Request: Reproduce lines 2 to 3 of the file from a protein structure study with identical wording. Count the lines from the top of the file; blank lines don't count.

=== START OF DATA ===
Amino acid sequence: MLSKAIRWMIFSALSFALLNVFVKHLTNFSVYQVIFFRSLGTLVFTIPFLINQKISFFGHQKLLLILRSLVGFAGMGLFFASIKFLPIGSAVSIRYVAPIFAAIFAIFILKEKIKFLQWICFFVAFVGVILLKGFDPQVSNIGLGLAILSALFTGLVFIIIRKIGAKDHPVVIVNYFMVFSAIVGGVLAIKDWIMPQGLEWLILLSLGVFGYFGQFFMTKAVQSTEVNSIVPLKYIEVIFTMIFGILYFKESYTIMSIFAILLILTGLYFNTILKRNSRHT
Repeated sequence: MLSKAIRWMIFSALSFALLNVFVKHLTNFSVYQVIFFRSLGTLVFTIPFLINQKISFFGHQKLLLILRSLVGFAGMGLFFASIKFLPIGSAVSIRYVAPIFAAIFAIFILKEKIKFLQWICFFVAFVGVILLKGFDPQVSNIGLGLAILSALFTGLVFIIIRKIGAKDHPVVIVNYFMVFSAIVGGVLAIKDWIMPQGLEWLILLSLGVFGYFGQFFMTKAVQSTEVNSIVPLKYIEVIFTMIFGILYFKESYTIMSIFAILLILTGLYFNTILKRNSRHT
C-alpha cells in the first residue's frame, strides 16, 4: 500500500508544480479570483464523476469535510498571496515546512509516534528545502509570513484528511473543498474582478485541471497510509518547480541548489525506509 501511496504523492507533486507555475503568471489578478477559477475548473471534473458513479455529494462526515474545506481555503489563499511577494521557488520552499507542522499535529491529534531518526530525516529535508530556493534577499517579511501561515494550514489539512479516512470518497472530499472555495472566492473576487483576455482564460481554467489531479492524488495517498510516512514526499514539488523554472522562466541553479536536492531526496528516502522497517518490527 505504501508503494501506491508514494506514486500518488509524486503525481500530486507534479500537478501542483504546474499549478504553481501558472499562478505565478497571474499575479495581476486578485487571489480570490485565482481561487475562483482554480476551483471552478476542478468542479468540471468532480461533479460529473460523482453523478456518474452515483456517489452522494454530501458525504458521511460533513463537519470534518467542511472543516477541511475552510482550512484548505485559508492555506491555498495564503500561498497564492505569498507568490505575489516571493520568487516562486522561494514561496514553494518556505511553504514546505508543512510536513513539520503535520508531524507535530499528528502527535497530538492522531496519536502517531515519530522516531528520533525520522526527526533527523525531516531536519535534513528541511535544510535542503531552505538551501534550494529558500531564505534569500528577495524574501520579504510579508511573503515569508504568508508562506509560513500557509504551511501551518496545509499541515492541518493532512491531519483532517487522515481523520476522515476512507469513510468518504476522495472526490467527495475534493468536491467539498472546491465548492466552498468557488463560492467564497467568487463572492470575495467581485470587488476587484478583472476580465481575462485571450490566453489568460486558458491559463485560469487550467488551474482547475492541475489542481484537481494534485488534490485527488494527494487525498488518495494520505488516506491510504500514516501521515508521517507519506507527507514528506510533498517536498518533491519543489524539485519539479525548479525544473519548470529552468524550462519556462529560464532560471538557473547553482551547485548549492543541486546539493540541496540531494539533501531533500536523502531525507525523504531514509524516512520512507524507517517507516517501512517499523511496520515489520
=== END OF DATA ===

Repeated sequence: MLSKAIRWMIFSALSFALLNVFVKHLTNFSVYQVIFFRSLGTLVFTIPFLINQKISFFGHQKLLLILRSLVGFAGMGLFFASIKFLPIGSAVSIRYVAPIFAAIFAIFILKEKIKFLQWICFFVAFVGVILLKGFDPQVSNIGLGLAILSALFTGLVFIIIRKIGAKDHPVVIVNYFMVFSAIVGGVLAIKDWIMPQGLEWLILLSLGVFGYFGQFFMTKAVQSTEVNSIVPLKYIEVIFTMIFGILYFKESYTIMSIFAILLILTGLYFNTILKRNSRHT
C-alpha cells in the first residue's frame, strides 16, 4: 500500500508544480479570483464523476469535510498571496515546512509516534528545502509570513484528511473543498474582478485541471497510509518547480541548489525506509 501511496504523492507533486507555475503568471489578478477559477475548473471534473458513479455529494462526515474545506481555503489563499511577494521557488520552499507542522499535529491529534531518526530525516529535508530556493534577499517579511501561515494550514489539512479516512470518497472530499472555495472566492473576487483576455482564460481554467489531479492524488495517498510516512514526499514539488523554472522562466541553479536536492531526496528516502522497517518490527 505504501508503494501506491508514494506514486500518488509524486503525481500530486507534479500537478501542483504546474499549478504553481501558472499562478505565478497571474499575479495581476486578485487571489480570490485565482481561487475562483482554480476551483471552478476542478468542479468540471468532480461533479460529473460523482453523478456518474452515483456517489452522494454530501458525504458521511460533513463537519470534518467542511472543516477541511475552510482550512484548505485559508492555506491555498495564503500561498497564492505569498507568490505575489516571493520568487516562486522561494514561496514553494518556505511553504514546505508543512510536513513539520503535520508531524507535530499528528502527535497530538492522531496519536502517531515519530522516531528520533525520522526527526533527523525531516531536519535534513528541511535544510535542503531552505538551501534550494529558500531564505534569500528577495524574501520579504510579508511573503515569508504568508508562506509560513500557509504551511501551518496545509499541515492541518493532512491531519483532517487522515481523520476522515476512507469513510468518504476522495472526490467527495475534493468536491467539498472546491465548492466552498468557488463560492467564497467568487463572492470575495467581485470587488476587484478583472476580465481575462485571450490566453489568460486558458491559463485560469487550467488551474482547475492541475489542481484537481494534485488534490485527488494527494487525498488518495494520505488516506491510504500514516501521515508521517507519506507527507514528506510533498517536498518533491519543489524539485519539479525548479525544473519548470529552468524550462519556462529560464532560471538557473547553482551547485548549492543541486546539493540541496540531494539533501531533500536523502531525507525523504531514509524516512520512507524507517517507516517501512517499523511496520515489520